Perfectionism usually arises in reaction to our childhood environment, an environment where love was in short supply and/or needed to be earned. Parents are meant to be healthy enough to have boundaries—to be capable of allowing their children their chance to bring forth their true Self and chart the course of their life. Parents are not meant to have agendas regarding their child’s life choices, so long as those choices are life affirming. Ideally, our parents remain emotionally connected to us, supportive of us, accepting of us, joyful with us, without becoming tethered to us. When the boundary between the parent and child is blurred—when the parent’s sense of worth is enmeshed in the child’s life—love is no longer available without condition, and instead becomes a bargaining chip.
Because no child can feel good about themselves unless they feel loved and accepted, children unconsciously participate in the bargaining, and in so doing, sacrifice their sense of Self and their sense of worth. If the parent’s sense of worth is tethered to the child’s choices, accomplishments, as well as failures, the child loses out on the opportunity to feel the experiences of their life and to discover their own value through their own lens. Instead, the child internalizes the parent’s reactions, and those reactions come to determine how the child feels about herself. In so doing, instead of deepening their connection with their true Self, they connect instead to the reactions of others.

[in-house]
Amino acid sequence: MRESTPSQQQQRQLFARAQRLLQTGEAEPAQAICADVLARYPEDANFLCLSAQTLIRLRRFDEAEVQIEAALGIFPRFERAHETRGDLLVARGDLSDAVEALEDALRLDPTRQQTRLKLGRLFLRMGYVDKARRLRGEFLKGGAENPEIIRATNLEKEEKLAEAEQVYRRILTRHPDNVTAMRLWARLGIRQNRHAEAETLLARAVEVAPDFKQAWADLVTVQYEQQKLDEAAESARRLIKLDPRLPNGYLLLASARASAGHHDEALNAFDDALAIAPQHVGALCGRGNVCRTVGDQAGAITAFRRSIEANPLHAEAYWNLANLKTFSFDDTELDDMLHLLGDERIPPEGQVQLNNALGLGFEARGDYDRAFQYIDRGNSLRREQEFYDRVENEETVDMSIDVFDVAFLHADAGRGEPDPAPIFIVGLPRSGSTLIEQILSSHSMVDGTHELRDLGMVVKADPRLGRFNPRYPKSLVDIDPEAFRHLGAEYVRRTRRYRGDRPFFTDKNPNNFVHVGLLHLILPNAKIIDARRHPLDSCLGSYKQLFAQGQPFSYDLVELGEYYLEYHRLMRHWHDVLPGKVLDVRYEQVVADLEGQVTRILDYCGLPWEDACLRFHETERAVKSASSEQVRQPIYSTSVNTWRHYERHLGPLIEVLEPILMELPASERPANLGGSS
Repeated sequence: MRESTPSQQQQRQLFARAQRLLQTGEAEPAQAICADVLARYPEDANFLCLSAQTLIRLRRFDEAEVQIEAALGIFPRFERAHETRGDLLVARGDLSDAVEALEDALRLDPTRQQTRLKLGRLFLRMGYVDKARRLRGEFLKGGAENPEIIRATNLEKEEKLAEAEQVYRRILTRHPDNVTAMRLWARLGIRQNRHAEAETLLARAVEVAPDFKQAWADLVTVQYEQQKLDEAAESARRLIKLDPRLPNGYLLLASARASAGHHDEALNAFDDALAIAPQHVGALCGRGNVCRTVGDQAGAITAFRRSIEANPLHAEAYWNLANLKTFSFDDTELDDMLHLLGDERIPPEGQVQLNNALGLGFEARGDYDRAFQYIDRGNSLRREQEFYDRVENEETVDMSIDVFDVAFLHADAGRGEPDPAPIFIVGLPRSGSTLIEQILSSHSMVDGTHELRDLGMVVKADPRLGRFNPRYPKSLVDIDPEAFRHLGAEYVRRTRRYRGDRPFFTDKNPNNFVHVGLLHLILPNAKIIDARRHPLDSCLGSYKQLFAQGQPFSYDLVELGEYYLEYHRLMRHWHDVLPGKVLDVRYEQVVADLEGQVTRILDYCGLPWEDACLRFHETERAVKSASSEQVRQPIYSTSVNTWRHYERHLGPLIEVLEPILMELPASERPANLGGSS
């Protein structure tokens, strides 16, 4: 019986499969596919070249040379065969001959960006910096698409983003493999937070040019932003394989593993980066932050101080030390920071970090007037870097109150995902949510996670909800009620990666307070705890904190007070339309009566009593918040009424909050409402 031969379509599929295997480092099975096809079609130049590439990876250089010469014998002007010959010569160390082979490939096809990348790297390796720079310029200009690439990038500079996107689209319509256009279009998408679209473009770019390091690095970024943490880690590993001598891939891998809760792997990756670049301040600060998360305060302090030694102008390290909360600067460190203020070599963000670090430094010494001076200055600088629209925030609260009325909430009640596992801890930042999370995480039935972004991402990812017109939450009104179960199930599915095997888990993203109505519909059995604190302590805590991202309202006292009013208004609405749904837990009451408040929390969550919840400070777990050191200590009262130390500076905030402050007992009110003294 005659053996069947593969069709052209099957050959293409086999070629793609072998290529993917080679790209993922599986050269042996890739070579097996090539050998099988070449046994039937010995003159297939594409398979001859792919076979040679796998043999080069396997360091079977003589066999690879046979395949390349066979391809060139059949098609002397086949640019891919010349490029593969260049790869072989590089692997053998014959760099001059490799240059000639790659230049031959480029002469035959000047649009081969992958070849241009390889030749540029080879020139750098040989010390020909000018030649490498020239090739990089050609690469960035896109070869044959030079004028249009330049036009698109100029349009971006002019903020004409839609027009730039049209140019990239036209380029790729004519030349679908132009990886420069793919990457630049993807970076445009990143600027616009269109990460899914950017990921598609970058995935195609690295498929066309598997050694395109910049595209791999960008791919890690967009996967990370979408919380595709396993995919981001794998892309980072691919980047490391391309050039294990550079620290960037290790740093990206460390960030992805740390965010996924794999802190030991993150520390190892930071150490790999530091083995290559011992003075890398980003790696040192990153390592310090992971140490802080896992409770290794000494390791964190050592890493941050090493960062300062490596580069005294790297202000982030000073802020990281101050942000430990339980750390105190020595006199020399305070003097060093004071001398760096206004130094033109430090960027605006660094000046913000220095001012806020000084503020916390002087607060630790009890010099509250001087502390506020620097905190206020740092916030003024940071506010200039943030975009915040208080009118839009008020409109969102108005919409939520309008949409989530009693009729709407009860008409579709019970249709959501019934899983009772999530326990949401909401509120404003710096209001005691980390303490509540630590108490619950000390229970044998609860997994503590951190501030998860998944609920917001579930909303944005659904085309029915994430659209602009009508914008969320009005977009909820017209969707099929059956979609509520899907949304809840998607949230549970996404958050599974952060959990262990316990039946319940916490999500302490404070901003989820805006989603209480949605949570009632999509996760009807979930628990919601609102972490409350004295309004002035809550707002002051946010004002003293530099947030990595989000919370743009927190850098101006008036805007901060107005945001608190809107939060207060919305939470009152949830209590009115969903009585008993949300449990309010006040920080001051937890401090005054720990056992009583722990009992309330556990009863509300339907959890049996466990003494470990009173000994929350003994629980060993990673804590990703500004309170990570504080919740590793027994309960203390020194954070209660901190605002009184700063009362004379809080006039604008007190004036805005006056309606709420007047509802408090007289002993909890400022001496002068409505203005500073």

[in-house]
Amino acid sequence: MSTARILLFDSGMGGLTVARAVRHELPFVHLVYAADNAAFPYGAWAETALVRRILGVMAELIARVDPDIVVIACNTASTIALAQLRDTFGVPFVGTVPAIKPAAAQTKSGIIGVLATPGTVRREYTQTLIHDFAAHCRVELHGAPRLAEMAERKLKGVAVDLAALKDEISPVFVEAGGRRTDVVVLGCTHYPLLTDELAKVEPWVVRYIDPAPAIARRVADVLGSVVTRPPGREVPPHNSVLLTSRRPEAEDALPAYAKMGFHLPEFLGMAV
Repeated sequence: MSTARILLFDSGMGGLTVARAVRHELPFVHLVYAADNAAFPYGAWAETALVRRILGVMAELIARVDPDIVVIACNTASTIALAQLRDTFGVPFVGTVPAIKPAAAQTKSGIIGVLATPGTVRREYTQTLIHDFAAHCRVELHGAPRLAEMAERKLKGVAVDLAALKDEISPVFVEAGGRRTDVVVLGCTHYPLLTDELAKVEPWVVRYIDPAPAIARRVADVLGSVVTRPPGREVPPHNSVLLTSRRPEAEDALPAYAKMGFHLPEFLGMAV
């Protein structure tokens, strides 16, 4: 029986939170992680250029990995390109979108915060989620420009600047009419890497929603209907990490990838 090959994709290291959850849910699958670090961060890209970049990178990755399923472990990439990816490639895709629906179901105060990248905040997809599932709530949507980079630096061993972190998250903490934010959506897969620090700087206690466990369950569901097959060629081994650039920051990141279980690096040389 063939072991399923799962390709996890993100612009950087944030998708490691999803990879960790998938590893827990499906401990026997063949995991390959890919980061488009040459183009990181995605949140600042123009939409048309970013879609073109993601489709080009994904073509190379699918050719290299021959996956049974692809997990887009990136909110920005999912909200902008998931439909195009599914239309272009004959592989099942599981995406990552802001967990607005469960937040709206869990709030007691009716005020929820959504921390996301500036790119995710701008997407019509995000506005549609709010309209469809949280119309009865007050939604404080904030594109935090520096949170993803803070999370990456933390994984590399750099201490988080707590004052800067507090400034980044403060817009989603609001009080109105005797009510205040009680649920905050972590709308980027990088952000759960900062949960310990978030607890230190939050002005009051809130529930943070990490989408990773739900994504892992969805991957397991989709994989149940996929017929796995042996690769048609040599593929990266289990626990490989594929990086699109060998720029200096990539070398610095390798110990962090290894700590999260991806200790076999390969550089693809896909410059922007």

How do we cope with this awful feeling—this disconnection from Self? By seeking to control the reactions of others, by becoming perfect.
Perfectionism is the bargaining chip we bring to the table in order to preserve the illusion of well-being, but an illusion will always disappoint and leave us aching for the truth.
Happiness is only possible when we feel genuinely good about ourselves. If we don’t feel like we are enough, just as we are, then no matter how much external success we create, happiness will be elusive. Blessed are the children who grow up in homes with parents capable of offering genuine respect, as well as having healthy emotional boundaries—those children will grow to be adults who experience well-being as a matter of course. For those of us who were not so blessed, ours is a path fraught with insecurity, and the only cure for insecurity is to reconnect with our true Self. Like most good work, this work is spiritual in nature.
Several weeks ago I posted a column on depression. There may be some useful information for you in that piece, because I talk about reconnecting with our true self.
Let me end by sharing with you that I know how threatening the prospect of failure and rejection can be. Because I understand this, I will not simply suggest that you abandon your perfectionistic inclinations—rather, may I invite you to confront the fragile sense of self-worth you likely possess? It’s work we can do with a therapist, and it is work we can venture into independently. I highly recommend Louise Hay’s book, You Can Heal Your Life, if you are more inclined to begin this work alone.
It is wonderful that you are confronting your perfectionism. You will be happier for it, and you will be a better parent for it. I’m really proud of you.